I claimed for the loss of my hearing aid, thinking that I had lost it at the theatre. My insurance company paid out immediately. Some weeks later I found it in the Church office – I had in fact left it in the Church. Should I return the money to the insurance company or can I donate it to charity?
You have acquired a sum of money in good faith which you are not entitled to in justice. The insurance company has a right to the money since it has paid out for a loss which did not in fact occur (even though you genuinely thought that it had, and there was no intention on your part to defraud the company.) Therefore it would be right to restore the money to the insurance company itself. This also works in favour of the common good, since insurance companies have to raise premiums in order to offset their risks. Although an individual payment will only have a small effect on the overall calculation of risk by the company, it is a part of such calculations.
In other words, by returning the money to the insurance company, you restore to them what was, objectively speaking, unjustly taken (even though there was no fault on your part); and you accept your responsibility to foster the common good. On a practical note, your hearing aid will once again be insured.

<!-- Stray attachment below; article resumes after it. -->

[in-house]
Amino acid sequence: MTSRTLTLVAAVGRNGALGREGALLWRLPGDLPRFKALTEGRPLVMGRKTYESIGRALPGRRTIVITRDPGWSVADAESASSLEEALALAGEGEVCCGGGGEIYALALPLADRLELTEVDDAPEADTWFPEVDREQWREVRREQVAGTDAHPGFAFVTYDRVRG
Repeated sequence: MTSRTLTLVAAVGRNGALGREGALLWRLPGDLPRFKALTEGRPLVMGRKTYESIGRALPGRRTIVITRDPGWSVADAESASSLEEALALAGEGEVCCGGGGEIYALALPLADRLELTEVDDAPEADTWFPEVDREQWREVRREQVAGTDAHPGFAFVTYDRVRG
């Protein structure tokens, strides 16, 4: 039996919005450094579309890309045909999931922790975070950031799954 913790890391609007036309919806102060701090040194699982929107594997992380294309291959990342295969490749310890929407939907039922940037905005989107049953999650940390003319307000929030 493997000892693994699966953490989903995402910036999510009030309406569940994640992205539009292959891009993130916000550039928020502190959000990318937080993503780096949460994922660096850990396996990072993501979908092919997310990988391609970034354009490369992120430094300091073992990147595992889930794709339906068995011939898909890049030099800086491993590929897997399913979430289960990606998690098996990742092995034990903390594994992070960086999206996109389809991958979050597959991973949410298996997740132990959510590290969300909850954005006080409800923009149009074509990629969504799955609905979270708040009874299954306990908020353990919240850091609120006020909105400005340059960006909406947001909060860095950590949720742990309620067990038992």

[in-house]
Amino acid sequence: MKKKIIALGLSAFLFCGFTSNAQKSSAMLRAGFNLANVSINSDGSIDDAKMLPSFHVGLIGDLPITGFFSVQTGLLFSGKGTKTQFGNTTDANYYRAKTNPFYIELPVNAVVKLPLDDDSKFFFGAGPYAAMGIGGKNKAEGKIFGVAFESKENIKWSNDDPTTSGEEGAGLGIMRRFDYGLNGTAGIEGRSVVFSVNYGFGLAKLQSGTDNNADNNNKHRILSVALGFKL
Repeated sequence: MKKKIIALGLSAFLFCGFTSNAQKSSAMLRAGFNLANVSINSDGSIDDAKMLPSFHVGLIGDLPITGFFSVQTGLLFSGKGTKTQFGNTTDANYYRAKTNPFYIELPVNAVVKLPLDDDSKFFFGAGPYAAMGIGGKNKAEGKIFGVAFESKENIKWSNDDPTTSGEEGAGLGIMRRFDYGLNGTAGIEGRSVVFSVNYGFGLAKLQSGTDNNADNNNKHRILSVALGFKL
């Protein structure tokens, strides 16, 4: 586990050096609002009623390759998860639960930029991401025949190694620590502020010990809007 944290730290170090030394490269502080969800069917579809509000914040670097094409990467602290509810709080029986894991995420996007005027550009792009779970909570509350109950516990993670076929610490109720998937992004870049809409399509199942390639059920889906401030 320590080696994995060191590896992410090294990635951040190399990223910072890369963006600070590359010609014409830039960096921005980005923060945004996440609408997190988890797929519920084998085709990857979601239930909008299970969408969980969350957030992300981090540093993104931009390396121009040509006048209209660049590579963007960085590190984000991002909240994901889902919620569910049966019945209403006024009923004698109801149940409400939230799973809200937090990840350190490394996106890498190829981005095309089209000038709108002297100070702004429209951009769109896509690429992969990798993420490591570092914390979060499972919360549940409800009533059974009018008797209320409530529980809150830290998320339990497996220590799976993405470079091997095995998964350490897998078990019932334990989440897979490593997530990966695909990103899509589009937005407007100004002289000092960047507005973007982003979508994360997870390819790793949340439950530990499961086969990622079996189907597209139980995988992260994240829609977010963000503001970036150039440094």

If we come into possession of something that rightfully belongs to someone else, whether we do so by theft, or by accident, we should make restitution to the person to whom it rightfully belongs. It is only when such restitution is impossible or if there is a grave cause preventing us from restoring the property to its rightful owner, that we may discharge our responsibility by donating the thing, or an equivalent sum of money, to a charity. In the case of an insurance company, it is simple enough to restore the money to its rightful owner – your honesty will also be a good example to any employees of the company who are involved in receiving the payment that you make.
Catholic Dilemmas column published in the Catholic Herald
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